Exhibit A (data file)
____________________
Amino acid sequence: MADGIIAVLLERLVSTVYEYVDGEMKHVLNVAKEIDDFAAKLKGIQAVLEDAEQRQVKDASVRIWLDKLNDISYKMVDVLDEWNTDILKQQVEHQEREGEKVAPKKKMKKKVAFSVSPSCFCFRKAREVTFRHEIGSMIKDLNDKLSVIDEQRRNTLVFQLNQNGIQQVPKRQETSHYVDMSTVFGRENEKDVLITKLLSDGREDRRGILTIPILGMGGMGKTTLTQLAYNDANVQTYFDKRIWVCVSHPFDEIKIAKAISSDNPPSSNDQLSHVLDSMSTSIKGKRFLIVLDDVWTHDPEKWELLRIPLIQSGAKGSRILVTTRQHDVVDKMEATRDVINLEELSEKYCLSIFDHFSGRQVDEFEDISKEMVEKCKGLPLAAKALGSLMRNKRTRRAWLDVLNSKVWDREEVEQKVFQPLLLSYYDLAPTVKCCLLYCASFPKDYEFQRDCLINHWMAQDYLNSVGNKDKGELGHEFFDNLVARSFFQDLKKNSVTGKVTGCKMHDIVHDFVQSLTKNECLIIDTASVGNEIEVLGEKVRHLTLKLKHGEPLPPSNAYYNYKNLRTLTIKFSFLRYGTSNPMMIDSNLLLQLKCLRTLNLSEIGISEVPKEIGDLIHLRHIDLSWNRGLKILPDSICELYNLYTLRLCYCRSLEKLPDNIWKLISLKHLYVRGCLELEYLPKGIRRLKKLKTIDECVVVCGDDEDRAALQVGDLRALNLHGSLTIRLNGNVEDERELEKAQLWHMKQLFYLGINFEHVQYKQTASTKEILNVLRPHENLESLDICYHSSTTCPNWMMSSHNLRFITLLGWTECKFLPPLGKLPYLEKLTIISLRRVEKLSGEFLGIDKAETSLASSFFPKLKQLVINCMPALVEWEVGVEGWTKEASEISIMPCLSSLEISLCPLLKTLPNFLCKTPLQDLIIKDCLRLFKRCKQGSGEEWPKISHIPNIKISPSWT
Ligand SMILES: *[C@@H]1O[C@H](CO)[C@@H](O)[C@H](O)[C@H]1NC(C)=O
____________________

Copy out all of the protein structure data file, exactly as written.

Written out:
Amino acid sequence: MADGIIAVLLERLVSTVYEYVDGEMKHVLNVAKEIDDFAAKLKGIQAVLEDAEQRQVKDASVRIWLDKLNDISYKMVDVLDEWNTDILKQQVEHQEREGEKVAPKKKMKKKVAFSVSPSCFCFRKAREVTFRHEIGSMIKDLNDKLSVIDEQRRNTLVFQLNQNGIQQVPKRQETSHYVDMSTVFGRENEKDVLITKLLSDGREDRRGILTIPILGMGGMGKTTLTQLAYNDANVQTYFDKRIWVCVSHPFDEIKIAKAISSDNPPSSNDQLSHVLDSMSTSIKGKRFLIVLDDVWTHDPEKWELLRIPLIQSGAKGSRILVTTRQHDVVDKMEATRDVINLEELSEKYCLSIFDHFSGRQVDEFEDISKEMVEKCKGLPLAAKALGSLMRNKRTRRAWLDVLNSKVWDREEVEQKVFQPLLLSYYDLAPTVKCCLLYCASFPKDYEFQRDCLINHWMAQDYLNSVGNKDKGELGHEFFDNLVARSFFQDLKKNSVTGKVTGCKMHDIVHDFVQSLTKNECLIIDTASVGNEIEVLGEKVRHLTLKLKHGEPLPPSNAYYNYKNLRTLTIKFSFLRYGTSNPMMIDSNLLLQLKCLRTLNLSEIGISEVPKEIGDLIHLRHIDLSWNRGLKILPDSICELYNLYTLRLCYCRSLEKLPDNIWKLISLKHLYVRGCLELEYLPKGIRRLKKLKTIDECVVVCGDDEDRAALQVGDLRALNLHGSLTIRLNGNVEDERELEKAQLWHMKQLFYLGINFEHVQYKQTASTKEILNVLRPHENLESLDICYHSSTTCPNWMMSSHNLRFITLLGWTECKFLPPLGKLPYLEKLTIISLRRVEKLSGEFLGIDKAETSLASSFFPKLKQLVINCMPALVEWEVGVEGWTKEASEISIMPCLSSLEISLCPLLKTLPNFLCKTPLQDLIIKDCLRLFKRCKQGSGEEWPKISHIPNIKISPSWT
Ligand SMILES: *[C@@H]1O[C@H](CO)[C@@H](O)[C@H](O)[C@H]1NC(C)=O